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Is a Community College Right for You?

Jun 13, 2022

Is a Community College Right for You?

What to Think About When Considering Community College

Cost as a Factor

With the rising cost of a four-year degree from a private educational institution, the question arises: how to graduate from college debt free? Of course, there are many ways to save for your college expenses prior to going: an early savings plan from your family, working part time jobs while in high school, obtaining scholarships from the colleges and/or outside agencies, etc.

In this blog, however, I want to explore the idea (pros and cons) of attending a community college (different from a junior college). Community colleges are traditionally two year institutions that were begun in the early part of the 1900’s and are federally funded.  

Junior colleges are also two year institutions, but are private schools.  Many community colleges are tuition free: Arkansas, Boston, California, Connecticut, Delaware, Hawaii, Indiana, Kentucky, Maryland, Missouri, Montana, New York, Nevada, Oklahoma, Oregon, Rhode Island, Seattle, Tennessee, Virginia, and Washington are among the states that offer free tuition at their community colleges.  And further, as of this date, more and more states are being encouraged to follow their example.  

Let’s look then, at the cost of attending colleges and universities, from low (1) to high (5):

1 = Community Colleges (generally the most affordable) 

2 = State Colleges (in-state tuition) 

3 = State Colleges (out-of-state tuition)

4 = Private Institutions (with scholarship offers)

5 = Private Institutions (with no scholarship offers)

[NOTE: Always, ALWAYS, remember to attend a not-for-profit institution.  You can check on the institution, and its status, via their website.]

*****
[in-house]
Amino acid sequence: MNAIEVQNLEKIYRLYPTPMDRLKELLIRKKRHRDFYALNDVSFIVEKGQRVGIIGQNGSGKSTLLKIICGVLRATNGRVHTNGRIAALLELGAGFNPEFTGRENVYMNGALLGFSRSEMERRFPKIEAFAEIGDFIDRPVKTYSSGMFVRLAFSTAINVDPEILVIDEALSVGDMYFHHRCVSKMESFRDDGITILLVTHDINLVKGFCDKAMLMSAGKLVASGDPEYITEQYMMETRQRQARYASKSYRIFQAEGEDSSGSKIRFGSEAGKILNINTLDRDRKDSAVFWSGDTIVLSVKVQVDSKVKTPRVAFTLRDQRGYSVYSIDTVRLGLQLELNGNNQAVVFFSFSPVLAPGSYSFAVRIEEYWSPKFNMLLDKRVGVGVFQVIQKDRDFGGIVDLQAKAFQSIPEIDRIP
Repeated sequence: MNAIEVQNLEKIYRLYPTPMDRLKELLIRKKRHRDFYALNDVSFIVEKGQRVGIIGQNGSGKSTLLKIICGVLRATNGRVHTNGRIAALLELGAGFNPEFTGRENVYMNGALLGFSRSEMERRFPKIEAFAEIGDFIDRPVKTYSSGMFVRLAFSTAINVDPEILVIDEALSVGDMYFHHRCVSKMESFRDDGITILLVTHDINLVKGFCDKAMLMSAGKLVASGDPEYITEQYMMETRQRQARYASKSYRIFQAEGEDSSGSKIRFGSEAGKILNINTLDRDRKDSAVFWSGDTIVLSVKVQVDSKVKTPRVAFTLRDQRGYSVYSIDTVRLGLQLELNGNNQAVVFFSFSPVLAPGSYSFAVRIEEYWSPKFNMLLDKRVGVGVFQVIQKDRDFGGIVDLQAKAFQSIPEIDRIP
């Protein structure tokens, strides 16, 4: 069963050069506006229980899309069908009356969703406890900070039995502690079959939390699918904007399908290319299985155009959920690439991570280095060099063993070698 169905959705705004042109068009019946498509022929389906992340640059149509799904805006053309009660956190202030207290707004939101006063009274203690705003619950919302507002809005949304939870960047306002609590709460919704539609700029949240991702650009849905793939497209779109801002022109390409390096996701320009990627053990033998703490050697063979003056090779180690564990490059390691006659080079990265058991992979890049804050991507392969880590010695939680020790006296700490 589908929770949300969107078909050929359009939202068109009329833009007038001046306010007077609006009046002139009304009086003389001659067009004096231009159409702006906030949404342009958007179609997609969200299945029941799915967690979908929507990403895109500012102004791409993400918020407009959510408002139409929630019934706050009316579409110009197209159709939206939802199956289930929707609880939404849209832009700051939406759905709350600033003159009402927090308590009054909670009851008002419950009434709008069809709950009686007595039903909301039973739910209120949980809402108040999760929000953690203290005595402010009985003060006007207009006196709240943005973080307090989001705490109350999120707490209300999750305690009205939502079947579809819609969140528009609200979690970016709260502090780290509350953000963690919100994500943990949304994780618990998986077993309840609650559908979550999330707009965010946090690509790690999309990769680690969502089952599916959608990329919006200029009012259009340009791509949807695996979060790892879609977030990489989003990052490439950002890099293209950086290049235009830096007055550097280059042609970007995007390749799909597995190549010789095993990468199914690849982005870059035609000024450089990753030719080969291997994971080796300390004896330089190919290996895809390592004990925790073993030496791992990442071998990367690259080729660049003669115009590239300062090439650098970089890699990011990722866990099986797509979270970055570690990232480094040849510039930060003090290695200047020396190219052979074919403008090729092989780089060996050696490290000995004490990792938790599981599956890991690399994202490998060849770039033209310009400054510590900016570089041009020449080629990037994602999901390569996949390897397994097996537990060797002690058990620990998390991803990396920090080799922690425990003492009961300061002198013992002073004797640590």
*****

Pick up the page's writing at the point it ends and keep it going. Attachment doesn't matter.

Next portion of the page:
Talent as a Factor

This is the part that is more difficult to determine.  As a counselor, I have always recommended that talented students apply to the best institutions for their major regardless of the cost. 

Generally, if you are a truly talented dancer, you may be offered a scholarship by the institution, based on your high school record and your audition, hereby reducing the cost.  If this is not the case, and you are not offered a scholarship, then you need to think about the likelihood of generating income in your intended major after graduation. 

Do you really want to borrow $50,000 ++ to attend a prestigious institution when employment can be scarce in your chosen field?

If you have to borrow money to attend university, perhaps an alternative is a good community college, especially if there is one nearby AND you can continue to have excellent dance instruction. 

I understand that you will have to live at home for the next two years, but (believe me, trust me) this will be totally worth it in the long term. THEN, reapply to the institution where you can obtain your degree, and it may be that, with good grades during your community college years and additional years of dance instruction, you will obtain a scholarship for the next two years. You can also use the two years going to community college to work and save money for the final two years.

In addition to saving money, attending community college will force you into completing all of your basic requirements for your degree program, and allow you easy access to excellent professors, many of whom teach at traditional four-year institutions close to you.

(Just a word of caution: These professors may be writing your recommendations for your transfer application, so try to obtain the best grades possible and be engaged in your classwork.)

So, the PROS of a Community College?

  1. Cost is super low and affordable (as an in-state student in a community college near you)
  2. Living at home can be a good thing due to familiarity and ease of transitioning out of high school
  3. Continuing to study with your current dance instructors


The CONS of a Community College?

  1. Living at home, particularly if you have been looking forward to being on your own
  2. Feeling as though you are not “getting ahead” but are just treading water
  3. Seeing your friends leaving, and having to deal with staying “behind” 


Let us know what you think. Can you think of any other pros and cons? We love to hear from you.

Photo Credit: Baim Hanif

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